Developer's plan to build six homes on an old driveway in Portslade approved by councillors

A developer can build six homes on an old driveway after councillors approved a planning application.

Brighton and Hove City Council’s Planning Committee voted six to one in favour of Timothy Jennings’s plans to build six one-bedroom homes on the plot near Southern Cross, Portslade.

The site is next to St Nicolas (Church of England) Primary School in Locks Hill and close to Brackenbury Primary School.

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The land was once the driveway for a villa known as Greenways, which was demolished and replaced by a block of flats with the same name in the 1970s.

A map used as part of the application to show the site where the homes will be built

South Portslade Labour councillor Les Hamilton spoke against the application when the Planning Committee met last Wednesday (May 4).

He said: “These buildings – referred to as sheds by some residents – will be detrimental to the Portslade Conservation Area.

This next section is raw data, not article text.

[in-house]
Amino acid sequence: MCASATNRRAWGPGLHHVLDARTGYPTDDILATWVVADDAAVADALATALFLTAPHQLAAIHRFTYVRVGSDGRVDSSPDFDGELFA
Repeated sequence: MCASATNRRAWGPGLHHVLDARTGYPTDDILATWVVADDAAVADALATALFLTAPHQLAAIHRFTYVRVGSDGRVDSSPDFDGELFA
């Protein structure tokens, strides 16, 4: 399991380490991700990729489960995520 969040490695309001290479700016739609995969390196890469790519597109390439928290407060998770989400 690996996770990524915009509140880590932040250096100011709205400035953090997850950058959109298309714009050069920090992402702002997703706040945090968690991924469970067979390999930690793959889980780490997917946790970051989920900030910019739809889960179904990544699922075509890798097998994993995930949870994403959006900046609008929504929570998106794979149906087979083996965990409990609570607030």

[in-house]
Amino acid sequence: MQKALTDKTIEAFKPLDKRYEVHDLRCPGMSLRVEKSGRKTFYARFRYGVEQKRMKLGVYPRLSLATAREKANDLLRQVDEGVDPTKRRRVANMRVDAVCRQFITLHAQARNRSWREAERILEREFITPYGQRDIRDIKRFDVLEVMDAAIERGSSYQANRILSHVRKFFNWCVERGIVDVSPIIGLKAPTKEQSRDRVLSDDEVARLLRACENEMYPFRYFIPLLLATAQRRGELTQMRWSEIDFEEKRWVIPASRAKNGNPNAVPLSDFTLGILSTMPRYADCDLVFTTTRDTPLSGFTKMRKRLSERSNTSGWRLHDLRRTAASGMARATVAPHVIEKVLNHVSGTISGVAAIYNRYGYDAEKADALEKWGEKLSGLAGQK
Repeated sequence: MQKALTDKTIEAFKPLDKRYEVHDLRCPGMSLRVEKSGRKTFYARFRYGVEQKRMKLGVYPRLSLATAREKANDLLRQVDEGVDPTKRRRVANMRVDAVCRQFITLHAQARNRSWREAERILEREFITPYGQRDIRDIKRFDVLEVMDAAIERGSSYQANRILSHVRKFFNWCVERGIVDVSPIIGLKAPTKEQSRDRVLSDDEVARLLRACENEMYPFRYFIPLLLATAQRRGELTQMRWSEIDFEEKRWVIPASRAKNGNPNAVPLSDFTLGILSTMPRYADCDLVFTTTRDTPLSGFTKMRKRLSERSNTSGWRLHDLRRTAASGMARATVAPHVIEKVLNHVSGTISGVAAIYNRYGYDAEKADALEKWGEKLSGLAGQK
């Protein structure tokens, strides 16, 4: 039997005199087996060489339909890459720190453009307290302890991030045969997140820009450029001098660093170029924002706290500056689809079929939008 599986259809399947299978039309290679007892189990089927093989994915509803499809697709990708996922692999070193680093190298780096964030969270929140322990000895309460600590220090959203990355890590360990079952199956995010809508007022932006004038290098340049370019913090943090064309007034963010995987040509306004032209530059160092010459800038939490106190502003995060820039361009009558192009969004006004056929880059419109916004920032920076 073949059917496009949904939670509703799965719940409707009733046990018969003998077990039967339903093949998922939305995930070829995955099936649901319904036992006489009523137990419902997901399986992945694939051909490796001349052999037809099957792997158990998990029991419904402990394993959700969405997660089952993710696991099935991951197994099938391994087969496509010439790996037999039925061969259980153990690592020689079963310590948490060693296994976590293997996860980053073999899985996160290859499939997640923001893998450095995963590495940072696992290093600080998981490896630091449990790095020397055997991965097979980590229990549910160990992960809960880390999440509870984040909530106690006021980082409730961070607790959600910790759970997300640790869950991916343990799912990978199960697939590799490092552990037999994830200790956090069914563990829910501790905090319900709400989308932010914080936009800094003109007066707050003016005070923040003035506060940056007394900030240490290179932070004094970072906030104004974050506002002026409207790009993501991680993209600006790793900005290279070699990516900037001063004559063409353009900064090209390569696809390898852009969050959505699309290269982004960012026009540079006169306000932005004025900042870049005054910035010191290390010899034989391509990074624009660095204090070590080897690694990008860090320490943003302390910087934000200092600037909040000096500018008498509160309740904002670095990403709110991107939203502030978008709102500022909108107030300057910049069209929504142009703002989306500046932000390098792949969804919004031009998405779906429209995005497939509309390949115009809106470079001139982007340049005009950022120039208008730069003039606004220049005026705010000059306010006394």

“The narrow nature of the site rules out the use of vehicle access. There is no vehicle access to these properties, just cycle and pedestrian access. How the construction will be carried out is unclear.”

Councillor Hamilton was concerned about how emergency vehicles would reach the properties from Locks Hill.

An illustration of the plans presented to the planning committee

Mr Jennings’s agent, Joseph Pearson, of Lewis and Co Planning, said that the site was unconventional but the designs were in keeping with the natural features.

He said: “The new homes are semi-detached dwellings built to a high standard. They will be produced off-site and assembled on site so it’s going to be a much quicker and less disruptive construction process for neighbours.”

Labour councillor Daniel Yates was enthusiastic about the project and hoped to see more developments like it in other parts of the city.

He said: “I love it. I think this is an incredibly innovative set of proposals. We have to start changing the narrative around development in this city.

“This starts to show, even in the most difficult and constrained sites, we can still find ways to deliver appropriate accommodation.”

Conservative councillor Carol Theobald was the lone vote against granting planning permission. She said: “I think this is going a bit too far, building on a driveway.

“The places are so far apart. I do think the emergency services and refuse are a problem – and parking.”

Green councillor Marianna Ebel dismissed concerns about emergency access to the site because other homes had different access issues.

She said: “We would have to refuse all the high-rise buildings because you can’t park on the 15th floor. You need some time to get up there.

“This is accessible. People can access the houses so I see no reason to refuse it. It’s a great use of space and we need housing.”